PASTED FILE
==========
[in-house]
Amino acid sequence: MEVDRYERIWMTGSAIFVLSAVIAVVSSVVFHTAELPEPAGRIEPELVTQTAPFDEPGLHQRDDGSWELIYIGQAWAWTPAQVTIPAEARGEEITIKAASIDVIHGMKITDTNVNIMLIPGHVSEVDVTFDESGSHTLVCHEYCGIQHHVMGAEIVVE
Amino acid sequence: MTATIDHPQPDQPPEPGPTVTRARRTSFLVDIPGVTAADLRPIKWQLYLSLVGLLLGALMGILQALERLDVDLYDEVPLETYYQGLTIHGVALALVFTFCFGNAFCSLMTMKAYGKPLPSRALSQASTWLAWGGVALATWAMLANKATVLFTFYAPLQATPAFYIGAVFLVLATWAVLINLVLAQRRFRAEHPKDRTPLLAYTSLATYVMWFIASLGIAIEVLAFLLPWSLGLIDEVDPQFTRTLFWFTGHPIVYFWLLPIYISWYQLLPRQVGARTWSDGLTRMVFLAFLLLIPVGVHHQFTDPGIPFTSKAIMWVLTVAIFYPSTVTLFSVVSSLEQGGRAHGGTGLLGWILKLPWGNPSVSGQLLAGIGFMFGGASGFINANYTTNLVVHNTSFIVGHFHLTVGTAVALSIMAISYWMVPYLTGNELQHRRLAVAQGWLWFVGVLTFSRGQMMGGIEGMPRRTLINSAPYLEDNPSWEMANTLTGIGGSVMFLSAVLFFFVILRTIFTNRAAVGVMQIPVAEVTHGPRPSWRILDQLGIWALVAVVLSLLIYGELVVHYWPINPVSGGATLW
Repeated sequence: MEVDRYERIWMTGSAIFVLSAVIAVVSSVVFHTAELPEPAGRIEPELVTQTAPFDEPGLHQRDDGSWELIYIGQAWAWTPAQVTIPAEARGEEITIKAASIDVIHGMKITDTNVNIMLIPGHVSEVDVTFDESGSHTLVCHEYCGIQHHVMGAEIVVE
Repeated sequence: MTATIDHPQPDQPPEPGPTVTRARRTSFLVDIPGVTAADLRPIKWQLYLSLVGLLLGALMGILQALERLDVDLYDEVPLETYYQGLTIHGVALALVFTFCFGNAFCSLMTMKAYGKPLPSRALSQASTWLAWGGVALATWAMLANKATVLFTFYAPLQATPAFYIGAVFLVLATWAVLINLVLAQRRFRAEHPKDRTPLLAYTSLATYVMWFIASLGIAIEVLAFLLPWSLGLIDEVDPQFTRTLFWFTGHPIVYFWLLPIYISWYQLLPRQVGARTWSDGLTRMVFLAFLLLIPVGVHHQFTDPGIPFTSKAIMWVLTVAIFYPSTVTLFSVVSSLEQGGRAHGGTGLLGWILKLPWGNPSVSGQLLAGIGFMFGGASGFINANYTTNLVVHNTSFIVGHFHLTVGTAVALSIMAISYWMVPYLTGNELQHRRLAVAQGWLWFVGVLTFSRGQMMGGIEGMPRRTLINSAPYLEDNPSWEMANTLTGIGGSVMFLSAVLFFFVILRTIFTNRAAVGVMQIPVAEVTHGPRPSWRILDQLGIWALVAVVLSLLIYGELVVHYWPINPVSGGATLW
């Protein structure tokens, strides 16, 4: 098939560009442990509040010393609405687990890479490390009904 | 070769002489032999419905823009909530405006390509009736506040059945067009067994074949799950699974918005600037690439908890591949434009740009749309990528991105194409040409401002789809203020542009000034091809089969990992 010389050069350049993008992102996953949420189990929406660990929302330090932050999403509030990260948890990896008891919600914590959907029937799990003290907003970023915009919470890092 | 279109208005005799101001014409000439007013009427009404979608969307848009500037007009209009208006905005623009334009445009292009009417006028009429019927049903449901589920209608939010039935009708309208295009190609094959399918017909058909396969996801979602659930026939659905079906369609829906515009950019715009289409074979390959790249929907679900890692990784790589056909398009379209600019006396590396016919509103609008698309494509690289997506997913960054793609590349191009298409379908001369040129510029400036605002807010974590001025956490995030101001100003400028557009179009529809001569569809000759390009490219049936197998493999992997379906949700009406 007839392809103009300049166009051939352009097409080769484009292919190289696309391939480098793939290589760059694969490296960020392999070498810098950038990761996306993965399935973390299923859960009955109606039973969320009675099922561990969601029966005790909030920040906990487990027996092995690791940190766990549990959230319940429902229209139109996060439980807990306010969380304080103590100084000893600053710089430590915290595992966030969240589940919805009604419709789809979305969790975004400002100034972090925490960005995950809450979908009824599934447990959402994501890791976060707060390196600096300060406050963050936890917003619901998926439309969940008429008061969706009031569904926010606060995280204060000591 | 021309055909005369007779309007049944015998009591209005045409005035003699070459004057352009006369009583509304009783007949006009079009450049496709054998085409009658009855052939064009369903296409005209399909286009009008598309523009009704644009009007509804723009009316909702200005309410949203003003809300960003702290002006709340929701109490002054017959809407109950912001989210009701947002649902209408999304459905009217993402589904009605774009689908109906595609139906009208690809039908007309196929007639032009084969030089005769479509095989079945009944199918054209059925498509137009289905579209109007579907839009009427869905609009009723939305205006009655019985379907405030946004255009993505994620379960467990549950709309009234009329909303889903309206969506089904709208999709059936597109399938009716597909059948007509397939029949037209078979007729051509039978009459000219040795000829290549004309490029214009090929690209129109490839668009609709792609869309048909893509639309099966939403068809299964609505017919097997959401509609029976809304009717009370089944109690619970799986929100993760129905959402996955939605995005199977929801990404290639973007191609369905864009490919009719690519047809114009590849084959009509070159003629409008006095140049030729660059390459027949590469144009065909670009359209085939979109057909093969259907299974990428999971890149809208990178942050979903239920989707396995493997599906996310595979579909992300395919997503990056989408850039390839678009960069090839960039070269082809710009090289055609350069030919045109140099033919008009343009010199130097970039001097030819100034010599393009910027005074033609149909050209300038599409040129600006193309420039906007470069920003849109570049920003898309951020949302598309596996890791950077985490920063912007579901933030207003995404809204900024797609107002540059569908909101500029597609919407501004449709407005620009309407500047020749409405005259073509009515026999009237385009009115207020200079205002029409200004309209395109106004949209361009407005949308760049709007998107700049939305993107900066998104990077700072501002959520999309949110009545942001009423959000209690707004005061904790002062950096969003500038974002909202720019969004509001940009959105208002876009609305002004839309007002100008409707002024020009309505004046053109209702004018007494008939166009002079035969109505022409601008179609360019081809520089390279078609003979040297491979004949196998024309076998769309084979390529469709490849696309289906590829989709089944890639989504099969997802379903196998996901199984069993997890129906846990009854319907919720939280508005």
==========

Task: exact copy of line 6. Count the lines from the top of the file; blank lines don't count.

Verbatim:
């Protein structure tokens, strides 16, 4: 098939560009442990509040010393609405687990890479490390009904 | 070769002489032999419905823009909530405006390509009736506040059945067009067994074949799950699974918005600037690439908890591949434009740009749309990528991105194409040409401002789809203020542009000034091809089969990992 010389050069350049993008992102996953949420189990929406660990929302330090932050999403509030990260948890990896008891919600914590959907029937799990003290907003970023915009919470890092 | 279109208005005799101001014409000439007013009427009404979608969307848009500037007009209009208006905005623009334009445009292009009417006028009429019927049903449901589920209608939010039935009708309208295009190609094959399918017909058909396969996801979602659930026939659905079906369609829906515009950019715009289409074979390959790249929907679900890692990784790589056909398009379209600019006396590396016919509103609008698309494509690289997506997913960054793609590349191009298409379908001369040129510029400036605002807010974590001025956490995030101001100003400028557009179009529809001569569809000759390009490219049936197998493999992997379906949700009406 007839392809103009300049166009051939352009097409080769484009292919190289696309391939480098793939290589760059694969490296960020392999070498810098950038990761996306993965399935973390299923859960009955109606039973969320009675099922561990969601029966005790909030920040906990487990027996092995690791940190766990549990959230319940429902229209139109996060439980807990306010969380304080103590100084000893600053710089430590915290595992966030969240589940919805009604419709789809979305969790975004400002100034972090925490960005995950809450979908009824599934447990959402994501890791976060707060390196600096300060406050963050936890917003619901998926439309969940008429008061969706009031569904926010606060995280204060000591 | 021309055909005369007779309007049944015998009591209005045409005035003699070459004057352009006369009583509304009783007949006009079009450049496709054998085409009658009855052939064009369903296409005209399909286009009008598309523009009704644009009007509804723009009316909702200005309410949203003003809300960003702290002006709340929701109490002054017959809407109950912001989210009701947002649902209408999304459905009217993402589904009605774009689908109906595609139906009208690809039908007309196929007639032009084969030089005769479509095989079945009944199918054209059925498509137009289905579209109007579907839009009427869905609009009723939305205006009655019985379907405030946004255009993505994620379960467990549950709309009234009329909303889903309206969506089904709208999709059936597109399938009716597909059948007509397939029949037209078979007729051509039978009459000219040795000829290549004309490029214009090929690209129109490839668009609709792609869309048909893509639309099966939403068809299964609505017919097997959401509609029976809304009717009370089944109690619970799986929100993760129905959402996955939605995005199977929801990404290639973007191609369905864009490919009719690519047809114009590849084959009509070159003629409008006095140049030729660059390459027949590469144009065909670009359209085939979109057909093969259907299974990428999971890149809208990178942050979903239920989707396995493997599906996310595979579909992300395919997503990056989408850039390839678009960069090839960039070269082809710009090289055609350069030919045109140099033919008009343009010199130097970039001097030819100034010599393009910027005074033609149909050209300038599409040129600006193309420039906007470069920003849109570049920003898309951020949302598309596996890791950077985490920063912007579901933030207003995404809204900024797609107002540059569908909101500029597609919407501004449709407005620009309407500047020749409405005259073509009515026999009237385009009115207020200079205002029409200004309209395109106004949209361009407005949308760049709007998107700049939305993107900066998104990077700072501002959520999309949110009545942001009423959000209690707004005061904790002062950096969003500038974002909202720019969004509001940009959105208002876009609305002004839309007002100008409707002024020009309505004046053109209702004018007494008939166009002079035969109505022409601008179609360019081809520089390279078609003979040297491979004949196998024309076998769309084979390529469709490849696309289906590829989709089944890639989504099969997802379903196998996901199984069993997890129906846990009854319907919720939280508005």